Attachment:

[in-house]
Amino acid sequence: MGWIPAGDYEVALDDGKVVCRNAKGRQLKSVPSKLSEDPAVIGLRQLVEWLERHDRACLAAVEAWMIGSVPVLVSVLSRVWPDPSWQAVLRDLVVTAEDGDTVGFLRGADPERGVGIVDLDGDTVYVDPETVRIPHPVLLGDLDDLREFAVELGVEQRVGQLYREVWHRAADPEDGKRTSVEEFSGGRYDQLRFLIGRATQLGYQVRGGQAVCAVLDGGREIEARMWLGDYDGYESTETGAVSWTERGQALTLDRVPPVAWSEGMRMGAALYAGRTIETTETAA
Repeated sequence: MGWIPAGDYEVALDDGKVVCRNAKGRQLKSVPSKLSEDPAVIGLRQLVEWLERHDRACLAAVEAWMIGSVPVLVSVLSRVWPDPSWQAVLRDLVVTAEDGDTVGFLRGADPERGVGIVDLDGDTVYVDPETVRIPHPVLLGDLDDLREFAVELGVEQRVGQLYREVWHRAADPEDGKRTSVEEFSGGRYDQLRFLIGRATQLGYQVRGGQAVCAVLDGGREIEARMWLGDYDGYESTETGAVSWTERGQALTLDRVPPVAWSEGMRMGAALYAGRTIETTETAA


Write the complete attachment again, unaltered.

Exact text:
[in-house]
Amino acid sequence: MGWIPAGDYEVALDDGKVVCRNAKGRQLKSVPSKLSEDPAVIGLRQLVEWLERHDRACLAAVEAWMIGSVPVLVSVLSRVWPDPSWQAVLRDLVVTAEDGDTVGFLRGADPERGVGIVDLDGDTVYVDPETVRIPHPVLLGDLDDLREFAVELGVEQRVGQLYREVWHRAADPEDGKRTSVEEFSGGRYDQLRFLIGRATQLGYQVRGGQAVCAVLDGGREIEARMWLGDYDGYESTETGAVSWTERGQALTLDRVPPVAWSEGMRMGAALYAGRTIETTETAA
Repeated sequence: MGWIPAGDYEVALDDGKVVCRNAKGRQLKSVPSKLSEDPAVIGLRQLVEWLERHDRACLAAVEAWMIGSVPVLVSVLSRVWPDPSWQAVLRDLVVTAEDGDTVGFLRGADPERGVGIVDLDGDTVYVDPETVRIPHPVLLGDLDDLREFAVELGVEQRVGQLYREVWHRAADPEDGKRTSVEEFSGGRYDQLRFLIGRATQLGYQVRGGQAVCAVLDGGREIEARMWLGDYDGYESTETGAVSWTERGQALTLDRVPPVAWSEGMRMGAALYAGRTIETTETAA